The following article is from Oregon Sports News, a news partner of KGW.
According to National Conference of State Legislatures (NCSL), “a traumatic brain injury is a disruption of the brain due to a bump, blow, jolt or penetrating head injury.” Although most of these injuries occur primarily from car accidents and blunt force trauma to the head, the link between football and brain injuries continues to rise. In a recent study, researchers discovered that out of the 111 brains analyzed from deceased NFL players, 110 of them tested positive for chronic traumatic encephalopathy (CTE), a brain disorder associated with repeated hits to the head over a period of time.
This means that professional athletes who play in the NFL are at greater risk because they’re more susceptible to concussions and other brain-related injuries. Today’s NFL is nothing like it was two decades ago. In other words, today’s players, like Eddie Lacy, are bigger, stronger, faster, and in better shape than ever before. They have bodies of steel, and every muscle in their body has been fine-tuned for maximum performance by coaches and training staff members. But no matter how many hours athletics spend training on the football field, there are some parts of the body that will never be able to withstand constant twist (joints), collisions (bones), and hits above the neck (brain).
Within the past year, the NFL has finally acknowledged for the first time the link between football and CTE after denying it for years. Now they are getting hit with countless lawsuits from former players who filed for personal injury lawsuit and compensation claims.
So what happens now if a player sustains a brain injury that could be career-ending or life-threatening?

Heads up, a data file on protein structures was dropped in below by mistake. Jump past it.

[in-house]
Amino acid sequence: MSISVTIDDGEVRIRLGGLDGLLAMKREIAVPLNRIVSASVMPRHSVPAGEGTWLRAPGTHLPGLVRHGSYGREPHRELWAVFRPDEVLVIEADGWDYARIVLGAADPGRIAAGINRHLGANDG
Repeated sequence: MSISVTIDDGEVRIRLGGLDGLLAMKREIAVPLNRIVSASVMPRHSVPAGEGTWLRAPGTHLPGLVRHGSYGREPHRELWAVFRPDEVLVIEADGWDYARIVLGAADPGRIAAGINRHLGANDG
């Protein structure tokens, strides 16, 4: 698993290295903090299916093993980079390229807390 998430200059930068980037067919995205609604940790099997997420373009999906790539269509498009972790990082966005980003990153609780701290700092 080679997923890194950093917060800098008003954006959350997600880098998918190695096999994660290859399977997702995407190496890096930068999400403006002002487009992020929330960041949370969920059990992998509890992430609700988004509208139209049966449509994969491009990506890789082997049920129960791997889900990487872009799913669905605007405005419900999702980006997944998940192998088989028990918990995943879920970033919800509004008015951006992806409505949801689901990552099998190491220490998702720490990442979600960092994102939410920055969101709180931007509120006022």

Before diving into the concussion protocol methods, it’s important to address the myth circulating around the NFL when it comes to concussions. A common belief for many years now has been after a player sustains a hit to the head, the brain will bounce around the skull for a few seconds, leaving bruises only on the outer surface – or gray matter – thanks to the protective gear athletes wear.
According to Ohio University, scientists and researchers have teamed up to prove this theory wrong. Yes, there is some movement within the skull, but the real damage, however, occurs deep within the brain – in the white matter. To put it in a different perspective, think of someone shaking Jell-O around in a bowl. When Jell-O is shaken repeatedly, for instance, it stretches apart. This is essentially what happens to the brain after taking a blow to the head – the wires that connect your brain to your body are left damaged.
After a player suffers a concussion, they must go through what’s called a “concussion protocol,” which involves a series of test and sideline evaluations – developed by the league’s head, neck and spine committee – to help determine if they’re able to continue playing. Since every head injury is different, each player must be treated individually. In most cases, however, the player either doesn’t know they’ve suffered a concussion or simply doesn’t report it to officials, which doesn’t help in the long run.
If a player does show signs of concussion symptoms and fails to pass the protocol exam, they will be removed from the game and evaluated by training officials in the locker room. If that same player continues to experience concussions, or takes a serious blow to the head – like Ricardo Lockette – throughout the season, they will be forced to retire from the NFL to prevent further damage to the brain.
Whether or not this will work, only time will tell. But concussion rehabilitation is the next frontier when it comes to learning how to treat these types of injuries among football players. In order for this method to work, however, medical officials need to have a better understanding of who can benefit from this treatment, and when it should be started. In addition to playing hard for big contracts, NFL players, as well as youth players, need to take into account their future playing career. It’s scary if you think about it, but it’s something that needs to be addressed.
Education is key for concussion prevention. That’s why wearing your protective gear and knowing how to use it is vital. Concussions in football are something that can’t be prevented, but taking steps towards being safer on the field can limit the number of head injuries players sustain.